The Nature of the Beast
While the very best way to establish and hold clear boundaries with a narcissist is to cut off all contact, this is not always possible for a variety of reasons. Those who have a child with a narcissist, or when a narcissist is a close blood relative, like a parent or sibling will likely at least have occasional forced contact with the narcissist.
It is imperative to learn and employ specific and well planned boundaries on a consistent basis with a narcissist. Much like in the film ‘Terminator’, when character Kyle Reese says to Sara Connor: “Listen, and understand. That terminator is out there. It can't be bargained with. It can't be reasoned with. It doesn't feel pity, or remorse, or fear. And it absolutely will not stop, ever, until you are dead”, narcissists will relentlessly probe for any and every weak point or advantage and exploit it.
While, of course, most narcissists are not so avid as to kill their victims, it is important to note that some are. So the first boundary issue to discern is an assessment of the narcissist’s potential and level of threat. Some narcissists are simply nuisances and are hardly more troublesome to control than swatting a fly, while others pose a clear and present danger to property and life. Most, though, fall somewhere in the middle of these two extremes. The suggested strategies and boundaries below are intended to help a wide variety of victims of narcissists.
Know Where the Line Is
Often, the narcissist will have gained so much emotional and psychological control over the victim that the victim feels that it is strongly implied that the narcissist is a physical threat. This sensibility should not be ignored; while the narcissist may in fact not be a danger, it is always best to err on the side of caution. If a narcissist has made specific bodily harm threats to their victim, then the threats must be taken seriously. ‘Bodily harm’ because threats just to ruin a reputation, destroy a person financially, or go to court to ‘get custody of the child’ will not be sufficient for any legal action for the verbal threat. Legal action may be taken, especially if there is a ‘continuance’ of a verbal threat, such as holding a weapon in the presence of the victim when the verbal threat is made, and may qualify as ‘assault’. Victims of narcissists are wise to study up a bit on how the legal system works so that they do not miss opportunities to put legal sanctions in place against an abusive narcissist.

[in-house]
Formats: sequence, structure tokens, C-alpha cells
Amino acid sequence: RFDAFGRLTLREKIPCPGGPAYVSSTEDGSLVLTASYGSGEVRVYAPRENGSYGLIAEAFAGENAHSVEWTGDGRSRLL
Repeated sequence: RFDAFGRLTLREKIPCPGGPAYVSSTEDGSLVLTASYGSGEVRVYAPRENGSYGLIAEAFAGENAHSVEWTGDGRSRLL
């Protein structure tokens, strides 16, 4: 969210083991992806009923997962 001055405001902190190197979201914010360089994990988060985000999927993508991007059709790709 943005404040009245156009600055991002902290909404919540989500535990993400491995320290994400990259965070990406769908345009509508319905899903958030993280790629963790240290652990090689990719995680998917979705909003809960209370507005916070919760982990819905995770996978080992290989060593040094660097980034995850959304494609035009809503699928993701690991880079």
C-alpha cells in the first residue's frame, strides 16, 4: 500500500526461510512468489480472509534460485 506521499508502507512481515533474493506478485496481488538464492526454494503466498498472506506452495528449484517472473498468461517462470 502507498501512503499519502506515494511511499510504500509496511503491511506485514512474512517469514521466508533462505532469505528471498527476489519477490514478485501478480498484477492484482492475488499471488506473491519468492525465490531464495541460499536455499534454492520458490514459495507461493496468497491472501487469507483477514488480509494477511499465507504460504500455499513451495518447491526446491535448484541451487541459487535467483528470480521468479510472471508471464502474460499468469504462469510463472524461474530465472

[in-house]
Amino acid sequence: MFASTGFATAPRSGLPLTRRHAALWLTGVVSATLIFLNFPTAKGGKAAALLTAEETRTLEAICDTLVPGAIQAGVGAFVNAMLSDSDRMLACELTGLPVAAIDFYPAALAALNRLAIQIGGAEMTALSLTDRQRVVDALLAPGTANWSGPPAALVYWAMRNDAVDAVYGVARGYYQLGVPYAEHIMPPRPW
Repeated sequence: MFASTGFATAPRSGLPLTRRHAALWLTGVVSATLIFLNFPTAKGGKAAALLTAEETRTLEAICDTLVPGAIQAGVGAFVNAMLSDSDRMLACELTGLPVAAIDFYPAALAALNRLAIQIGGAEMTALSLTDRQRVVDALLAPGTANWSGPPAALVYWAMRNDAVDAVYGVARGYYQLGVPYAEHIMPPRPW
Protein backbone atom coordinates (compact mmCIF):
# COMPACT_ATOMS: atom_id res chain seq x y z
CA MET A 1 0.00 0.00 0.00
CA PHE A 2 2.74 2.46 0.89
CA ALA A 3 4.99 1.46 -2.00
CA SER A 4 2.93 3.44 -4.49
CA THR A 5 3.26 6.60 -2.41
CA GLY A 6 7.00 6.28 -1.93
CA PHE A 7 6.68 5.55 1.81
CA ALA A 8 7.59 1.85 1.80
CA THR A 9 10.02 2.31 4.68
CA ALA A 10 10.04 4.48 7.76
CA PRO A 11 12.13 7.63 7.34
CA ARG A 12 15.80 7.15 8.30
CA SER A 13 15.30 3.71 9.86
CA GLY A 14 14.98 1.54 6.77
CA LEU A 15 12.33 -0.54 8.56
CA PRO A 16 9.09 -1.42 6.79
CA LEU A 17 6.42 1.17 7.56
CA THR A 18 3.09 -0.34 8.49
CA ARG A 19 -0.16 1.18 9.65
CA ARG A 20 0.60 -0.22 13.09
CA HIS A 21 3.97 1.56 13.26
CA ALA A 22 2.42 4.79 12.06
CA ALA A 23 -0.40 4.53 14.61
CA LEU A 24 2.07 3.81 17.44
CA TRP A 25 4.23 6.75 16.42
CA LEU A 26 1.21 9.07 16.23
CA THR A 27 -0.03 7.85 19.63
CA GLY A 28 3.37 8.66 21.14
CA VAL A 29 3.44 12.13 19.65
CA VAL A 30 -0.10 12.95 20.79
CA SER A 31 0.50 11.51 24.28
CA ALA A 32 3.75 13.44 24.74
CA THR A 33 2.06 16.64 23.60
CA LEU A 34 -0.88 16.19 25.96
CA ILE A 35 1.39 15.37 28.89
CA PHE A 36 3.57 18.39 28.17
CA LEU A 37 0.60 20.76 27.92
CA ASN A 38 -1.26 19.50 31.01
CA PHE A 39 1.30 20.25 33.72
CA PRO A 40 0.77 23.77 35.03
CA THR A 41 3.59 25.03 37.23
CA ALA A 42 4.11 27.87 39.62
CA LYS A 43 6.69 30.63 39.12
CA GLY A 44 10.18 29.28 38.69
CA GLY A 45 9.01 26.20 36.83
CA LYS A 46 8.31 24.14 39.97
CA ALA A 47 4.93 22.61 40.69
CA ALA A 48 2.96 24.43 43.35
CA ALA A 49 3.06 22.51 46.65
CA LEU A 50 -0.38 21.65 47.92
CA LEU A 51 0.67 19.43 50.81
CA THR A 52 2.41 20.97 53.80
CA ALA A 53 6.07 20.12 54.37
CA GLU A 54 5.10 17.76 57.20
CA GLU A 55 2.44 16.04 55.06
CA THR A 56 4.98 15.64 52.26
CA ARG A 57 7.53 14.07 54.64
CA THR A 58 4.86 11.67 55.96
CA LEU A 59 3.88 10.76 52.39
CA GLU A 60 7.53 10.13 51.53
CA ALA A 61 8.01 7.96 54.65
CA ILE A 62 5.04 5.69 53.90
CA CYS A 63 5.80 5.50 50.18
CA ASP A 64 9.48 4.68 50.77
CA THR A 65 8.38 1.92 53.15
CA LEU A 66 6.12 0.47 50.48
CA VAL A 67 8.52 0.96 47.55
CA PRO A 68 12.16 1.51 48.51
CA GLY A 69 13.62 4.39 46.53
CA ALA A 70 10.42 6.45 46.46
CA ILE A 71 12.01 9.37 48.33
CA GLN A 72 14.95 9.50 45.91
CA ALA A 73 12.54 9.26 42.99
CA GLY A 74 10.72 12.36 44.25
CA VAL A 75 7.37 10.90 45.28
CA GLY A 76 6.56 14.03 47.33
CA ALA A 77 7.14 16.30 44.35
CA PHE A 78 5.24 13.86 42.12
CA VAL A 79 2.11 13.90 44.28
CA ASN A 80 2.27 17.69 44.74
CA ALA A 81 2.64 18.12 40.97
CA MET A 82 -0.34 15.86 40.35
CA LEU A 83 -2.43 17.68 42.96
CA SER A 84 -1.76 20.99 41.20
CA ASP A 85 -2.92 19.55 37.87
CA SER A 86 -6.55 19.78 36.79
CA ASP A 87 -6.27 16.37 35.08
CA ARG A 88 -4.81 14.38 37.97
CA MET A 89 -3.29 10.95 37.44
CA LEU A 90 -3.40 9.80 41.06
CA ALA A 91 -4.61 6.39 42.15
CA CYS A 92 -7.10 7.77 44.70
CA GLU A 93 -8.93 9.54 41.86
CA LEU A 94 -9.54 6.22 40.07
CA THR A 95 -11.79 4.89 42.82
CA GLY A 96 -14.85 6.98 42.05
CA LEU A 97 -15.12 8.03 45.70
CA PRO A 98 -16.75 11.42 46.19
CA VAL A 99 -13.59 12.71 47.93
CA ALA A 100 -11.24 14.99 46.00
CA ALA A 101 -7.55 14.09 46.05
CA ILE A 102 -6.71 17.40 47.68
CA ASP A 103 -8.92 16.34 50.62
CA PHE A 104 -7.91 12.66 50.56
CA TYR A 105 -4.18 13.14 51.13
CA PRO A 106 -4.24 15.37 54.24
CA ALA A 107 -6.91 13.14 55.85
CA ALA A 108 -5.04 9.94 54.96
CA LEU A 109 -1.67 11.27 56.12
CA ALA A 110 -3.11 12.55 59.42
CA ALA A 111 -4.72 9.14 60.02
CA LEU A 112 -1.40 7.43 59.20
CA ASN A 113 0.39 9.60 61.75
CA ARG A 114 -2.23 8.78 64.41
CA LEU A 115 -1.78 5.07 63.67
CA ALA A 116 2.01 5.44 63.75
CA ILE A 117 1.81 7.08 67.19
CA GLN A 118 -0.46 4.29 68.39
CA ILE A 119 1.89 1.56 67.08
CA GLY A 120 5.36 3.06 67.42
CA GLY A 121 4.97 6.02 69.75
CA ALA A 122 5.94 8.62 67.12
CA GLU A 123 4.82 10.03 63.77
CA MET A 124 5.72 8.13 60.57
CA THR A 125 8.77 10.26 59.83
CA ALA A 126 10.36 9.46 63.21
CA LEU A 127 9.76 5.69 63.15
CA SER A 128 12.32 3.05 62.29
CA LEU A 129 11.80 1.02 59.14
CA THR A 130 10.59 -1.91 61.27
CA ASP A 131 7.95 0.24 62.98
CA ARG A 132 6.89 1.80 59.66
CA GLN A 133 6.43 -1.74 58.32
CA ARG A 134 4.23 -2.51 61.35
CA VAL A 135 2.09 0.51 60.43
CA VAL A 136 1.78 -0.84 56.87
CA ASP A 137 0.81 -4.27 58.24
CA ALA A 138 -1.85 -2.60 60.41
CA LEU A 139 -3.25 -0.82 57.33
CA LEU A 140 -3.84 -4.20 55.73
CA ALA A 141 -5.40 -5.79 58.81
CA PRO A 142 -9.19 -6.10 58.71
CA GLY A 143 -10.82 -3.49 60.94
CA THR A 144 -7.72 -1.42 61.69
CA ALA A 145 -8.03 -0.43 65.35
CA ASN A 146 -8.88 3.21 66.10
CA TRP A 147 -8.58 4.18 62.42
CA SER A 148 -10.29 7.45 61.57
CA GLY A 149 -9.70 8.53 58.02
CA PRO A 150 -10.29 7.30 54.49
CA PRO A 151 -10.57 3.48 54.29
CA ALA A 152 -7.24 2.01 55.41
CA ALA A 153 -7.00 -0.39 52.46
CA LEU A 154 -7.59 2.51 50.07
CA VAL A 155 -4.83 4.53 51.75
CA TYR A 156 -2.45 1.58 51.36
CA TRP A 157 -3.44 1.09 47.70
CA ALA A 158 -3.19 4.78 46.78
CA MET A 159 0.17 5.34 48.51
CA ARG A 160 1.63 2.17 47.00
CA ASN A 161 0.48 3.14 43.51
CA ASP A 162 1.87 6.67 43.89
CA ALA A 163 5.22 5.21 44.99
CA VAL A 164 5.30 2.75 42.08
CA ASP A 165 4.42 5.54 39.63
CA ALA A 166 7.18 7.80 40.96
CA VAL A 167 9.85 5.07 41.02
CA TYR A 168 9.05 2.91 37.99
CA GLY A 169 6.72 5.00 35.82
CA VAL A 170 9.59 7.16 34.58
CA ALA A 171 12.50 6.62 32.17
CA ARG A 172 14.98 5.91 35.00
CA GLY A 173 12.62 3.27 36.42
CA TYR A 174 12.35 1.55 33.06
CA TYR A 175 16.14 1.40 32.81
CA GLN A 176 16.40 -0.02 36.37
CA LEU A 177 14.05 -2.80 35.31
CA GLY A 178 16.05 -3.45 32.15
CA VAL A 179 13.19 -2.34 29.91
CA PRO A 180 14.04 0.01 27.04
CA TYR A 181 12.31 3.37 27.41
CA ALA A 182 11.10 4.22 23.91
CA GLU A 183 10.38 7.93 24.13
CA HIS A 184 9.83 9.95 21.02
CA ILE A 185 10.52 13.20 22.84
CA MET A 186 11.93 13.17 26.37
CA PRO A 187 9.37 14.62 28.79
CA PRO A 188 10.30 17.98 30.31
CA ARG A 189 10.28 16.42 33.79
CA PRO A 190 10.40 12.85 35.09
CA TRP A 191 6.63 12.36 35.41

Victims should formulate a network of family, friends, legal representation, and professional counseling as a base of operations for their boundary making and holding. One aspect of narcissistic relationship is that the narcissist very often works diligently at socially isolating the victim from friends and family. Reestablishing and strengthening these contacts is essential. It is also important that family and friends get at least basic education of the nature and tactics of individuals with Narcissistic Personality Disorder (NPD).
Most attorneys who have any experience at all in divorce have met and coped with their fair share of NPD’s. Yet, it’s a good idea to find a lawyer that has a good understanding of this mental health disorder; it gives the victim an edge. Not all clinical counselors are willing to give counsel to victims of narcissists, since they have an understanding of how vicious an NPD can get. Many counselors just don’t want the hassle, but finding someone who has the professional skills to help you recover from the damage to your self esteem is key. Believe it or not, narcissists can even rattle and ‘con’ professional counselors, lawyers, and judges.
The next set of boundaries to establish might be called ‘filters’. Filters are the means to not only keep the narcissist at bay in your physical life, but also to keep them at bay from continually entering your thoughts. The latter is just as important as the former, for a classic marker of an NPD is the ability to ‘get into the victim’s head’.